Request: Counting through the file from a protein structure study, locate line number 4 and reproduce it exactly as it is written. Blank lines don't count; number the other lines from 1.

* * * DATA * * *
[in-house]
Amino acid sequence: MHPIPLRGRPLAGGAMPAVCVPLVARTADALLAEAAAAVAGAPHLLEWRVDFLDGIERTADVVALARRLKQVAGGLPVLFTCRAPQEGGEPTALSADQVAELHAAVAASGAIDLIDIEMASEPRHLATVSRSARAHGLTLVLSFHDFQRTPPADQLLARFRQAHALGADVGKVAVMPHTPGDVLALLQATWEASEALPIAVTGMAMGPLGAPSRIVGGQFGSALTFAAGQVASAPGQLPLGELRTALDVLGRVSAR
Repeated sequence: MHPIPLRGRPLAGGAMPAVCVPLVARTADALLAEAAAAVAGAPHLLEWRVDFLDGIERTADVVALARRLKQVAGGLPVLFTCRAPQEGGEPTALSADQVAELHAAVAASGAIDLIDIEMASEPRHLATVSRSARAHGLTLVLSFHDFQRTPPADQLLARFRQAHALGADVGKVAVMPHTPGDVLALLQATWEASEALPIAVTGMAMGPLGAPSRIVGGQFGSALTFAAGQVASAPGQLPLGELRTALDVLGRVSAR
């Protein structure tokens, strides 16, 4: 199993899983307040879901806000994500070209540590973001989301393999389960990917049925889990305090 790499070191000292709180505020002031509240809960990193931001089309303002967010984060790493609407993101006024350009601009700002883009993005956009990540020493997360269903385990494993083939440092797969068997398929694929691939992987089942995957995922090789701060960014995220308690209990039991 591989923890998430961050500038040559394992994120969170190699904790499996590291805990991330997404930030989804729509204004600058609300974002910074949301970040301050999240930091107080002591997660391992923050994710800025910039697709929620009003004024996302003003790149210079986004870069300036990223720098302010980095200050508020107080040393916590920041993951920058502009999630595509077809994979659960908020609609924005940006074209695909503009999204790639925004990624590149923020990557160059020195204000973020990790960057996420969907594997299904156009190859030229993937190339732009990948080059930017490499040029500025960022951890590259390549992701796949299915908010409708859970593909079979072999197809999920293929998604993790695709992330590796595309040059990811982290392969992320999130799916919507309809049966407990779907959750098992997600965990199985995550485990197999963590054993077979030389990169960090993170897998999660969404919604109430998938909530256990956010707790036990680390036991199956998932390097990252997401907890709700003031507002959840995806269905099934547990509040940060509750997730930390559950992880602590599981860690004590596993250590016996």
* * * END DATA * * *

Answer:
């Protein structure tokens, strides 16, 4: 199993899983307040879901806000994500070209540590973001989301393999389960990917049925889990305090 790499070191000292709180505020002031509240809960990193931001089309303002967010984060790493609407993101006024350009601009700002883009993005956009990540020493997360269903385990494993083939440092797969068997398929694929691939992987089942995957995922090789701060960014995220308690209990039991 591989923890998430961050500038040559394992994120969170190699904790499996590291805990991330997404930030989804729509204004600058609300974002910074949301970040301050999240930091107080002591997660391992923050994710800025910039697709929620009003004024996302003003790149210079986004870069300036990223720098302010980095200050508020107080040393916590920041993951920058502009999630595509077809994979659960908020609609924005940006074209695909503009999204790639925004990624590149923020990557160059020195204000973020990790960057996420969907594997299904156009190859030229993937190339732009990948080059930017490499040029500025960022951890590259390549992701796949299915908010409708859970593909079979072999197809999920293929998604993790695709992330590796595309040059990811982290392969992320999130799916919507309809049966407990779907959750098992997600965990199985995550485990197999963590054993077979030389990169960090993170897998999660969404919604109430998938909530256990956010707790036990680390036991199956998932390097990252997401907890709700003031507002959840995806269905099934547990509040940060509750997730930390559950992880602590599981860690004590596993250590016996």